Sometimes, like I say, questioning the deep, dark, depths of your soul as to what you've done wrong and where you need to go from there, I think you make some big decisions and if there's changes that need to be made; I obviously made some massive decisions in '06, '07, some big changes. Went to Callaway Golf, switched my management company to Horizon Sports, new caddie, new coach. I made some changes to get people on board to help me get back in the right direction again.
Like I say, slumps come with a lot of soul searching, and I think that's probably the only way to describe it. And this sport, probably more so than any sport, when it feels easy, it feels unbelievably easy; and when it feels hard, there's no sport harder in the world, I don't think. It's definitely a very unique sport from that point of view.

Q. Relating to your comment about people playing aggressively now and not afraid to go low, I'm wondering how much precedence takes place; you mentioned the precedence of seeing other Europeans winning majors and now there are two 59s in one year, maybe there's a precedent. Can you talk about how that impacts golfers as your level?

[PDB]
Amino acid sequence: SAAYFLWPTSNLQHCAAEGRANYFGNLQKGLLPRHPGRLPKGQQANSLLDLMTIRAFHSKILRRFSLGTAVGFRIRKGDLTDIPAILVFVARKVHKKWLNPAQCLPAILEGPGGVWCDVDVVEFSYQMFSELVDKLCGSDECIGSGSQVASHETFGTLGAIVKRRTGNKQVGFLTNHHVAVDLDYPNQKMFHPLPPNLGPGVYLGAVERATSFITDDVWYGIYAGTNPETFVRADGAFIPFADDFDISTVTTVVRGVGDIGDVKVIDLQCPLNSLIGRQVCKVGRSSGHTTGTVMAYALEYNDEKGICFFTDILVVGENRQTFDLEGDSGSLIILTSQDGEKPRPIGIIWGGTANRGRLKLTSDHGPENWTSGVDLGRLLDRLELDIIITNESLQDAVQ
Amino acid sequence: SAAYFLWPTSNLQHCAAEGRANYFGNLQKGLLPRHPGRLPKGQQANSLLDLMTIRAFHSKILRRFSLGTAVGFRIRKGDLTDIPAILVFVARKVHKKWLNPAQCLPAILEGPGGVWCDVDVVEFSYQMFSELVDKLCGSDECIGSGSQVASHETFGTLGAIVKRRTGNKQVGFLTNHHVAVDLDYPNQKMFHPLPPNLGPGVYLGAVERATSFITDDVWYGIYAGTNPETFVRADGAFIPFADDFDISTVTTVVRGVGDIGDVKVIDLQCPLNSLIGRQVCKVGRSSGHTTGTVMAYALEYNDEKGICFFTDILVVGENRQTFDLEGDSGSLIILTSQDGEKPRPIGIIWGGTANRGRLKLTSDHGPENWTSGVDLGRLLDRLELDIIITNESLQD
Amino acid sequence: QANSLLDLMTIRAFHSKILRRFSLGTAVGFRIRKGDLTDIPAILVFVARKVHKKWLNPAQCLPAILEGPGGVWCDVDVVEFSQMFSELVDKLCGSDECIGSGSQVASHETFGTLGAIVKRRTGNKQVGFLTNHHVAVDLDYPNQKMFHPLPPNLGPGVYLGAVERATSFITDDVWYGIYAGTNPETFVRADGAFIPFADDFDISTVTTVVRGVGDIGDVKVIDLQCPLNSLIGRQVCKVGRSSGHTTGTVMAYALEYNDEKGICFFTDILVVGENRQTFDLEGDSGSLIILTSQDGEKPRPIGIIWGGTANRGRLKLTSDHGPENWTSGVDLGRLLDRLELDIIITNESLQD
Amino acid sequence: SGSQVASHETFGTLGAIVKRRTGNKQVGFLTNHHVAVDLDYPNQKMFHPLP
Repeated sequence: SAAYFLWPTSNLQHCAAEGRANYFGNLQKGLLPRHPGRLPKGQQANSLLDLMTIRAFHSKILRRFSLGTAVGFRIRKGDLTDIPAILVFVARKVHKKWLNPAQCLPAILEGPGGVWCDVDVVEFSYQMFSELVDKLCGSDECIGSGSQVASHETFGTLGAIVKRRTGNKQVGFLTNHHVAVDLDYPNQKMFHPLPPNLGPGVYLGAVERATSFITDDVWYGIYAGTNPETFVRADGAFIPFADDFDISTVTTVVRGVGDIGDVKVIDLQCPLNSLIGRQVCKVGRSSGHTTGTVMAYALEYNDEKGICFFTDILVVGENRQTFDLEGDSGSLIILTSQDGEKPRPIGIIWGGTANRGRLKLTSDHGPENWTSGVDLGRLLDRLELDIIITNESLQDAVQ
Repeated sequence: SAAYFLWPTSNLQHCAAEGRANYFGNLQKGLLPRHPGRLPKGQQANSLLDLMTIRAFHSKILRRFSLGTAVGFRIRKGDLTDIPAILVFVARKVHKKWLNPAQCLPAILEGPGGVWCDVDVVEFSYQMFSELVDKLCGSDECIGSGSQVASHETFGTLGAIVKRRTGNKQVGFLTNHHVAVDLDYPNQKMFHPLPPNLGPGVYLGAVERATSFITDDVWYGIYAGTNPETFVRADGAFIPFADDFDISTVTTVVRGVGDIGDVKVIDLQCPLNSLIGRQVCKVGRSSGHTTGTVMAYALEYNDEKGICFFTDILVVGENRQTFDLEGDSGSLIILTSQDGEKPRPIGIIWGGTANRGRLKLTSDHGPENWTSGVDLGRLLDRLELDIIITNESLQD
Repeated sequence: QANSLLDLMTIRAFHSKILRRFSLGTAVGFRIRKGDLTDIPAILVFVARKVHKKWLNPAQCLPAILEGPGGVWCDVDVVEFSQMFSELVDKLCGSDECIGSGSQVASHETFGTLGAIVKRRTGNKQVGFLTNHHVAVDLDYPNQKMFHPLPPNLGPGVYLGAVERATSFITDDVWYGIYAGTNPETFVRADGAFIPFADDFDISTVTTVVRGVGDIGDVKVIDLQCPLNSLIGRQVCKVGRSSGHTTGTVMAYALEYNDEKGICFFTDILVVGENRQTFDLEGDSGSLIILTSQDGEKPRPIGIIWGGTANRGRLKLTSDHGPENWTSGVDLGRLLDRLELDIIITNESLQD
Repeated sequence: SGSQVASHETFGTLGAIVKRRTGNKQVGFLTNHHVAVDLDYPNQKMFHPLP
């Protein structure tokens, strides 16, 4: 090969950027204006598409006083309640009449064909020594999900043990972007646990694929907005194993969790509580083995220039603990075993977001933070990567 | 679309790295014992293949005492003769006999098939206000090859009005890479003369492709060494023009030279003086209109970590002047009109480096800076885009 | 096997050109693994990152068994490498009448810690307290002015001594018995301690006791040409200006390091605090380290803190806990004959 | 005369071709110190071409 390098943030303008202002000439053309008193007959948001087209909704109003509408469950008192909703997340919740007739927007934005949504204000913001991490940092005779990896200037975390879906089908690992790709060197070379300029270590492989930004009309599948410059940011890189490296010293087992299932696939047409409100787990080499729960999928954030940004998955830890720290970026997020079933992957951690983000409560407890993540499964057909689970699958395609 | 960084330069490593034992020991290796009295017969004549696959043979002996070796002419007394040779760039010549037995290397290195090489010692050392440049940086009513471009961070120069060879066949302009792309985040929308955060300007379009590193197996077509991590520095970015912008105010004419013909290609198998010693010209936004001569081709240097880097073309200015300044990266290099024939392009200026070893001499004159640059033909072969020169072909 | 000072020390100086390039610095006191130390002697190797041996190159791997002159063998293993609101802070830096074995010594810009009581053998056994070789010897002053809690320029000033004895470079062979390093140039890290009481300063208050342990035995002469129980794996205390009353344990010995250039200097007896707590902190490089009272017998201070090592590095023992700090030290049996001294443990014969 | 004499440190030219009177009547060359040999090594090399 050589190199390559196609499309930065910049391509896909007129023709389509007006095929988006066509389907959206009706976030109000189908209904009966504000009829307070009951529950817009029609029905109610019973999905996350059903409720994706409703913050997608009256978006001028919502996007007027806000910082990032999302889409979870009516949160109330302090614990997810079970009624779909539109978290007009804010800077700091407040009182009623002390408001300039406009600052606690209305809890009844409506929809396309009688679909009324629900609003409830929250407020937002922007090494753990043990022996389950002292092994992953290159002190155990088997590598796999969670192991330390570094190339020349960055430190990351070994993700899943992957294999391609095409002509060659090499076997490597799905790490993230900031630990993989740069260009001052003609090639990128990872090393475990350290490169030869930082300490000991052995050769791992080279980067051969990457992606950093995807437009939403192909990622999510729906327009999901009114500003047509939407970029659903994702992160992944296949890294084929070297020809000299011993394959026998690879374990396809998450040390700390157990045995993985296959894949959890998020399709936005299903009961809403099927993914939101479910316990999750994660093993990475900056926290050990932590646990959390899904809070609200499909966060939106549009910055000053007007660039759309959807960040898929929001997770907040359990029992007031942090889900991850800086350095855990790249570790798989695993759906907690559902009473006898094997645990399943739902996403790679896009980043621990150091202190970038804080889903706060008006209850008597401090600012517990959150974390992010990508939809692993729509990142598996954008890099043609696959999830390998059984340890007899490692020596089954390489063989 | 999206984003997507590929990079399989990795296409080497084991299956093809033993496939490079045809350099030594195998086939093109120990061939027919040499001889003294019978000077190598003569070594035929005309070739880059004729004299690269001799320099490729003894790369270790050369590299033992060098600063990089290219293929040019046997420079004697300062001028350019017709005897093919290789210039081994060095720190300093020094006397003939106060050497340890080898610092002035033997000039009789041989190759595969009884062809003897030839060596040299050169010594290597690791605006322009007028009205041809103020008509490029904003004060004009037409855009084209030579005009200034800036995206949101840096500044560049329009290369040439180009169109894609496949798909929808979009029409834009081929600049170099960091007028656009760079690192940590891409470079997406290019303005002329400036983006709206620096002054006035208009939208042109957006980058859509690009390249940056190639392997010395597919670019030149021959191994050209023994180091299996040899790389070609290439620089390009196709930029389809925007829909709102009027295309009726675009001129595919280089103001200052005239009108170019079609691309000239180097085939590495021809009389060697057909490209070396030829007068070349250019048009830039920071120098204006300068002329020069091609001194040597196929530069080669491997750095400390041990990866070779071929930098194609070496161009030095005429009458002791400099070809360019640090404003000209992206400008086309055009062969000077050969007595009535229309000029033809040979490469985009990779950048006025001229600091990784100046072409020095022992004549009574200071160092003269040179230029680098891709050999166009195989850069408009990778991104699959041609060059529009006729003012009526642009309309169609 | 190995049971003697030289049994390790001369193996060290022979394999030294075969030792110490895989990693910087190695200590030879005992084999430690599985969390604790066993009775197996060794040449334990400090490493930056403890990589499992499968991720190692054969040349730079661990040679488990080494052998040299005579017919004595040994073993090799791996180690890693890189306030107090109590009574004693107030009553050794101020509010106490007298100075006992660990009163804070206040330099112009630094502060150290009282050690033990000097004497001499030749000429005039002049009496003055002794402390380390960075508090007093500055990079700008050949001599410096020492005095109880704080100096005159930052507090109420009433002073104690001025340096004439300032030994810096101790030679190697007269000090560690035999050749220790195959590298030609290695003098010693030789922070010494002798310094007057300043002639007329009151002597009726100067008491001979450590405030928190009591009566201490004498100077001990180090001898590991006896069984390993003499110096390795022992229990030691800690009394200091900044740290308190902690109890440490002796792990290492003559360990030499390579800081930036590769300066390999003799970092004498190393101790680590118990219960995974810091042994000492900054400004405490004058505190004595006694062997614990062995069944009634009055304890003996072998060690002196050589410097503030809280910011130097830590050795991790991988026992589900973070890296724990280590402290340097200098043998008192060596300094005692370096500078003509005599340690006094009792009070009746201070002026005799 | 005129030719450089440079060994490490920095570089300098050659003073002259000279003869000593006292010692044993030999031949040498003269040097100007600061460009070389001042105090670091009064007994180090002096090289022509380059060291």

GRAEME MCDOWELL: Do you mean regards first-time major winners and guys shooting 59 and what that does as far as momentum and stuff?

Q. Right, if one 59 is shot, does seeing that happen make it easier; and seeing one European win a major, does that help you?
GRAEME MCDOWELL: Yeah, I think so, there's no doubt about it. Subconsciously you get a bit of belief. I look at Pádraig winning three out of five or six majors, whatever he did three or four years ago; we look at the guys we know and practice beside and play beside every week. You see a guy doing that, and you realize that maybe it's not as beyond you as you maybe once thought.
The 59 thing, I mean, that's definitely becoming a little bit more of a regular occurrence around the world. I mean, Ryo shooting 58, I think some amateur kid shot 57 in a tournament in Alabama a few weeks ago.